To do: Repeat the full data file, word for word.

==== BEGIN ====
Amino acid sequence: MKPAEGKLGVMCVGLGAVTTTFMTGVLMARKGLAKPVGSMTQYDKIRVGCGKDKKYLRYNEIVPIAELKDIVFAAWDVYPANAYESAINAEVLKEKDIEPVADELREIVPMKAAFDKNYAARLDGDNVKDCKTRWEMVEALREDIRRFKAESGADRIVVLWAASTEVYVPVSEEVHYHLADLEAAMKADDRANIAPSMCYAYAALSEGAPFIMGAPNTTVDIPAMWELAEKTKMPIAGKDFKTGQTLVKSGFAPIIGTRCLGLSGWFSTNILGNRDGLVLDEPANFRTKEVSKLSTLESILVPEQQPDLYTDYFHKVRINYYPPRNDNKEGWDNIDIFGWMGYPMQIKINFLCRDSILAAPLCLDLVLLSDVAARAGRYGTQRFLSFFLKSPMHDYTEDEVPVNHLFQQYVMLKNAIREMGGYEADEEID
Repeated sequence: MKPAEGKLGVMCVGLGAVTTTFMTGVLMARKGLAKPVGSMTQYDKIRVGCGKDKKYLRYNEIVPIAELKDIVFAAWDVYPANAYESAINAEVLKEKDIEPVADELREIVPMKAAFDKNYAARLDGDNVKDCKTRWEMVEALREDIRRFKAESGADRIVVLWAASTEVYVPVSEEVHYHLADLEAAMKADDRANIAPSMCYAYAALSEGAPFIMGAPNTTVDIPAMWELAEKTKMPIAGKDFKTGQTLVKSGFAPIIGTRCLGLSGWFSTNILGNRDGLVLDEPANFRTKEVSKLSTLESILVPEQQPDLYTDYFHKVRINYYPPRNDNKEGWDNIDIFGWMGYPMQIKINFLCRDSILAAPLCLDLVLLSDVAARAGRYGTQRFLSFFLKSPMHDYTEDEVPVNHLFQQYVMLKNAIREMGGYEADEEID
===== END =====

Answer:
Amino acid sequence: MKPAEGKLGVMCVGLGAVTTTFMTGVLMARKGLAKPVGSMTQYDKIRVGCGKDKKYLRYNEIVPIAELKDIVFAAWDVYPANAYESAINAEVLKEKDIEPVADELREIVPMKAAFDKNYAARLDGDNVKDCKTRWEMVEALREDIRRFKAESGADRIVVLWAASTEVYVPVSEEVHYHLADLEAAMKADDRANIAPSMCYAYAALSEGAPFIMGAPNTTVDIPAMWELAEKTKMPIAGKDFKTGQTLVKSGFAPIIGTRCLGLSGWFSTNILGNRDGLVLDEPANFRTKEVSKLSTLESILVPEQQPDLYTDYFHKVRINYYPPRNDNKEGWDNIDIFGWMGYPMQIKINFLCRDSILAAPLCLDLVLLSDVAARAGRYGTQRFLSFFLKSPMHDYTEDEVPVNHLFQQYVMLKNAIREMGGYEADEEID
Repeated sequence: MKPAEGKLGVMCVGLGAVTTTFMTGVLMARKGLAKPVGSMTQYDKIRVGCGKDKKYLRYNEIVPIAELKDIVFAAWDVYPANAYESAINAEVLKEKDIEPVADELREIVPMKAAFDKNYAARLDGDNVKDCKTRWEMVEALREDIRRFKAESGADRIVVLWAASTEVYVPVSEEVHYHLADLEAAMKADDRANIAPSMCYAYAALSEGAPFIMGAPNTTVDIPAMWELAEKTKMPIAGKDFKTGQTLVKSGFAPIIGTRCLGLSGWFSTNILGNRDGLVLDEPANFRTKEVSKLSTLESILVPEQQPDLYTDYFHKVRINYYPPRNDNKEGWDNIDIFGWMGYPMQIKINFLCRDSILAAPLCLDLVLLSDVAARAGRYGTQRFLSFFLKSPMHDYTEDEVPVNHLFQQYVMLKNAIREMGGYEADEEID